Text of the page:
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Philanthropy meets black America at new Cleveland History Center exhibit: Leon Bibb reports

The accent is on black, and there is a reason for that.

CLEVELAND — Finishing touches are being put on a new exhibit about giving, especially in the black community.

A national travelling exhibit—"The Soul Of Philanthropy"—combined with a local one—"Celebrate those who give black"—shows the importance of giving.

Valaida Fullwood is the creator of The Soul of Philanthropy.

"It’s meant to shed light on the rich traditions of giving and philanthropy in black communities,” she said.

Throughout black America are the stories. Average people are the centerpoints, and there are also local stories of the philanthropists who have helped make better communities.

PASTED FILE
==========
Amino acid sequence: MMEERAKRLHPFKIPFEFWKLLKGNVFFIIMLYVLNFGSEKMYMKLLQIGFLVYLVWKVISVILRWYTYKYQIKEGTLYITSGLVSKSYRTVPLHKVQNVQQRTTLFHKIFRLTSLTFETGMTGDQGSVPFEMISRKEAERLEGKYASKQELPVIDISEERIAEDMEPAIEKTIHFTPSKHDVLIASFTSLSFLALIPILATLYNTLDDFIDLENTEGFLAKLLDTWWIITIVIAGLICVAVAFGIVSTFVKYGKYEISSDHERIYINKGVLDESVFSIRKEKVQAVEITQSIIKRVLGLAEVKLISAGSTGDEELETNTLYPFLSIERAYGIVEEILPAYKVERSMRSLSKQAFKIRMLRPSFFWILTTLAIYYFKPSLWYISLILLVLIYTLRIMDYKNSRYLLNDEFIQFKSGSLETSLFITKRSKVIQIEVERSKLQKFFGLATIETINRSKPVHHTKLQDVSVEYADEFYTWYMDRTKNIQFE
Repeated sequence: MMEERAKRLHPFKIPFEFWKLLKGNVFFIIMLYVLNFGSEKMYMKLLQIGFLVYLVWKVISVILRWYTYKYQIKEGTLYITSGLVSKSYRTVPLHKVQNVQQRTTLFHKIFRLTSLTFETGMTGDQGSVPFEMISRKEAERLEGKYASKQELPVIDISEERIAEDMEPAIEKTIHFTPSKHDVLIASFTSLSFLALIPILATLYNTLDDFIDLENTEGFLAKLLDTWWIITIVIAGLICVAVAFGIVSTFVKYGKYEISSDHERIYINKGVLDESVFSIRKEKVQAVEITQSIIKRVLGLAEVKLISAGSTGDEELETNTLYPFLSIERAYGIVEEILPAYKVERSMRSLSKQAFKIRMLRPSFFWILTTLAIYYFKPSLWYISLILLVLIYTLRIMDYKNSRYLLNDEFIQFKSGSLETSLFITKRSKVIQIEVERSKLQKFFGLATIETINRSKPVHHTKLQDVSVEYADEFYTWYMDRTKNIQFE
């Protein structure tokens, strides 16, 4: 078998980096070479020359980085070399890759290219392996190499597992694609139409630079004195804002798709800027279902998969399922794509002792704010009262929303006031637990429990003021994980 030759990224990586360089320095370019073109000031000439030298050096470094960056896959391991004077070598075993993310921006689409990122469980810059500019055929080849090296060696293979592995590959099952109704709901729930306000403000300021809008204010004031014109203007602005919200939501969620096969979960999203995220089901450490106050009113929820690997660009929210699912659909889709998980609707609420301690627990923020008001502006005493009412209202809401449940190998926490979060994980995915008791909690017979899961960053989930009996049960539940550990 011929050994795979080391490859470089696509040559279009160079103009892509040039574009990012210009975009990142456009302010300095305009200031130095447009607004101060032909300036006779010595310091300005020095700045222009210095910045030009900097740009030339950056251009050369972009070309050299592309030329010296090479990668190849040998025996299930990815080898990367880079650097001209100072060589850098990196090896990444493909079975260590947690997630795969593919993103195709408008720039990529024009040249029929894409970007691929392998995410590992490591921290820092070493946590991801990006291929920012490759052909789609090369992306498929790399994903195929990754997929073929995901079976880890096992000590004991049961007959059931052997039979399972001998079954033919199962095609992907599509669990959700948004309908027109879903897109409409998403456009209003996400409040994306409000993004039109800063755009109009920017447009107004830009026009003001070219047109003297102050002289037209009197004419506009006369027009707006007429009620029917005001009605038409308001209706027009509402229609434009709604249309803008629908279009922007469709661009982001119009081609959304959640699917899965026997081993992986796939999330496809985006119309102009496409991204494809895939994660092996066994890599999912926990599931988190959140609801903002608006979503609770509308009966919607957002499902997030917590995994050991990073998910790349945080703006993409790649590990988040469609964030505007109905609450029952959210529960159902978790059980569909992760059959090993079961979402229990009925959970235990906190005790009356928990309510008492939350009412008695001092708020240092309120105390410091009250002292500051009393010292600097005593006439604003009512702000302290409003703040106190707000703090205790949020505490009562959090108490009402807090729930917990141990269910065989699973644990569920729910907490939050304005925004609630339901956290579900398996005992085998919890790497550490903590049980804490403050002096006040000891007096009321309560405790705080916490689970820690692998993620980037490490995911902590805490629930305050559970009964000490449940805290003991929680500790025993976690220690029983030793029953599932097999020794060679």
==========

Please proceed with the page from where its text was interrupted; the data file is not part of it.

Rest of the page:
The accent is on black, and there is a reason for that, according to Telange Thomas.

“Quite often, that story was rooted in wealth. White male wealth in particular. It’s important that we also lift up the stories and traditions of all communities,” Thomas said. 

The Cleveland History Center exhibit is designed to capture both the viewers’ eyes and hearts.

Stories of average people making differences in the lives of others.

The message is clear: the giver helps others and more.

“Allows you to go beyond yourself and see yourself in others and try to do your part,” Thomas shared.

Stories of giving on Cleveland History Center walls. But there are more stories of philanthropy in the streets of Northeast Ohio. Most of us can do something for someone else. Those behind the philanthropy exhibit suggest you give that some thought.

Chantal Brown, a member of Empowering Youth, Exploring Justice was honored as The Soul of Philanthropy Youth Philanthropist Honoree in the local exhibit, Celebrate Those Who Give Black. You can see her story in the following video:

The exhibit at the Cleveland History Center of the Western Reserve Historical Society starts Sept. 6 and runs through Dec. 6.

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